Story Highlights• Virginia debates whether mentally ill should be forced into treatment
• Virginia governor mulls executive order to close gun loophole
• Federal law bars sale of guns to people judged mentally ill
• Commission has until October to make recommendation for new law
By Drew Griffin
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CHARLOTTESVILLE, Virginia (CNN) -- The shootings at Virginia Tech last week have renewed focus on gun control, specifically in cases of the mentally ill. The question at issue: When does a state have the right to intervene, ultimately determining whether a resident is mentally fit to bear arms?
It is a question that Virginia was already considering before Seung-Hui Cho carried out the nation's deadliest shooting last Monday, when the Virginia Tech senior killed 32 people on campus before killing himself.
Virginia's governor also says he is now willing to consider an executive order that would close the loophole that allowed Cho to legally purchase his weapons.
Six months before the shootings, a group of mental health experts in the state began debating whether the state should force the mentally ill into treatment even if they are not an "imminent threat" to themselves or others.
It is a question being asked by the state of Virginia and just a handful of other states which have very restrictive guidelines on who can be forced into treatment. Under federal law, anyone who has been judged to be a danger to himself or others because of mental illness, as Cho was, is prohibited from buying a gun.
Mary Zdanowicz, the executive director of the Treatment Advocacy Center and a member of the state's Commission on Mental Health Reform, has been encouraging her fellow panel members to support changes in the law that would lower the threshold for involuntary commitment.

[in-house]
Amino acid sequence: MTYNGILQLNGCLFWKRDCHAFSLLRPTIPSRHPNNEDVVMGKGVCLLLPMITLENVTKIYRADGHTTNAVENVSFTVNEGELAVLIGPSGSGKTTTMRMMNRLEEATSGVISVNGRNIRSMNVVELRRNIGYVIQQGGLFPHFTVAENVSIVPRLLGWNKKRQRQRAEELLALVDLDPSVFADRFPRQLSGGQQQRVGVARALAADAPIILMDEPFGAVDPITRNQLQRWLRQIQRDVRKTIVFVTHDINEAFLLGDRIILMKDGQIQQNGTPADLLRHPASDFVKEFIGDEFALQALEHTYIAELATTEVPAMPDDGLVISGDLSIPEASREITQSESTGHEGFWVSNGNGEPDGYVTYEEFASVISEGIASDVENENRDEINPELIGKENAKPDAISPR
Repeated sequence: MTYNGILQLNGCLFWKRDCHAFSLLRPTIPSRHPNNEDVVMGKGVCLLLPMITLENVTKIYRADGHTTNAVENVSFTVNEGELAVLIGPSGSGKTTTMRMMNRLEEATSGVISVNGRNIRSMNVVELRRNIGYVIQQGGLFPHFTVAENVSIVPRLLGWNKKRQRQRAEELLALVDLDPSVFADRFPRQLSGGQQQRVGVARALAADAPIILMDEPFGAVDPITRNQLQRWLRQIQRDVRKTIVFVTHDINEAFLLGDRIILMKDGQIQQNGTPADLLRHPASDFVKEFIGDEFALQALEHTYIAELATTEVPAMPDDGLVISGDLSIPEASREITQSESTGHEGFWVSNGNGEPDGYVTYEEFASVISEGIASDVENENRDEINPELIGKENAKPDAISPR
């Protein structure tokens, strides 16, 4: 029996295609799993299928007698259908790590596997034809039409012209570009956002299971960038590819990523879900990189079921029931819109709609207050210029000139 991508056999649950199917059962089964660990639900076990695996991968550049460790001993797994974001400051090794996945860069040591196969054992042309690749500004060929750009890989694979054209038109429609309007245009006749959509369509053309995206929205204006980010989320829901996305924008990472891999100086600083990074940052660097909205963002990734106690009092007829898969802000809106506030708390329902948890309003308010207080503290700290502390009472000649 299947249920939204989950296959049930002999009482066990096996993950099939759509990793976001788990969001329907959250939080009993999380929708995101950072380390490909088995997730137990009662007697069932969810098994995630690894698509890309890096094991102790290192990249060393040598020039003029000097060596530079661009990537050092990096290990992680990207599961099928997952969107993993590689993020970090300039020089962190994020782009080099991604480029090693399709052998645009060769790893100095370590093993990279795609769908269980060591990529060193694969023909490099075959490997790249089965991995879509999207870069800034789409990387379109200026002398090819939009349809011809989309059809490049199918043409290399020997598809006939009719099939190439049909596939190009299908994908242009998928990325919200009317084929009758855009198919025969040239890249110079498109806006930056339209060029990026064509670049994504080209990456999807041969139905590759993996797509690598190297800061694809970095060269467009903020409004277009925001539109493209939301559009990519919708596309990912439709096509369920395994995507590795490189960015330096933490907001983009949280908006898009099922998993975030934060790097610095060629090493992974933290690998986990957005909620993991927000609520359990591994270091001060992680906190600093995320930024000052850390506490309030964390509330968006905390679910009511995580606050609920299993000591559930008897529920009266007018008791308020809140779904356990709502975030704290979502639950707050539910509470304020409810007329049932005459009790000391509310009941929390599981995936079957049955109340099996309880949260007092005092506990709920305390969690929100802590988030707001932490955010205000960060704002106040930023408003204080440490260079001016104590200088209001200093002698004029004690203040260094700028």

Cho's case, she says, points out just how inadequate the current guidelines are. It was December 2005 when Cho first came in contact with the system after he was accused of stalking. After a friend told police he might be suicidal, Cho was ordered to temporary detention.
The next day, a judge ruled him mentally ill and an "imminent danger to himself." (Read judge's order)
But Cho was not forced into treatment. The 23-year-old was given the option of voluntary outpatient care. According to Zdanowicz, there was no follow-up and Cho was allowed to basically slip through the cracks untreated.
In hindsight, she says, "the experts seem to think that 'yes' he had schizophrenia." But no one diagnosed Cho at the time because Cho himself refused help.
"It doesn't appear he had any awareness he had mental illness. He believed the delusions. He believed he had a mission," Zdanowicz told CNN.
"So why would he go to a psychiatrist's for an evaluation. That's the problem with these illnesses. It affects a person's ability to recognize there is something wrong with them."
The commission has given itself until October to make recommendations on whether the laws concerning involuntary treatment of mental health patients need to be changed.
Michael Allen, an advocate for people with mental health problems, hopes the panel will take its time and not simply react to the Virginia Tech shootings with a bad law.
Allen says mental illness does not automatically lead to violence, and he fears a backlash.
"Would we go through the records of every Virginian who has ever been to the doctor concerned about anxiety and depression, and lock them up? It's simply inconsistent with the American way."
Federal law prevents the sale of guns to those who have been judged mentally ill. But in Cho's case, since he was never actually committed to a hospital, the judge's order was never entered into the National Instant Criminal Background Check System, a database of people disqualified from gun purchases.
So he was allowed to purchase the two handguns used in the massacre.
Meanwhile, Virginia Gov. Tim Kaine told CNN Tuesday that he has asked the state attorney general to review the impact of an executive order to close the loophole that made Cho's gun purchase possible. (Read more about legal loophole)
"We may within the next few days look at a way to increase the reporting to the national database once there has been an adjudication of somebody's mental health status, if they have, in fact, been found to be mentally ill and a potential danger to others," he said.
"That would then be used not under state law, but under federal law to bar purchases of guns under some circumstances."
A Glock 9 mm pistol, similar to one of the weapons used in the Virginia Tech slayings.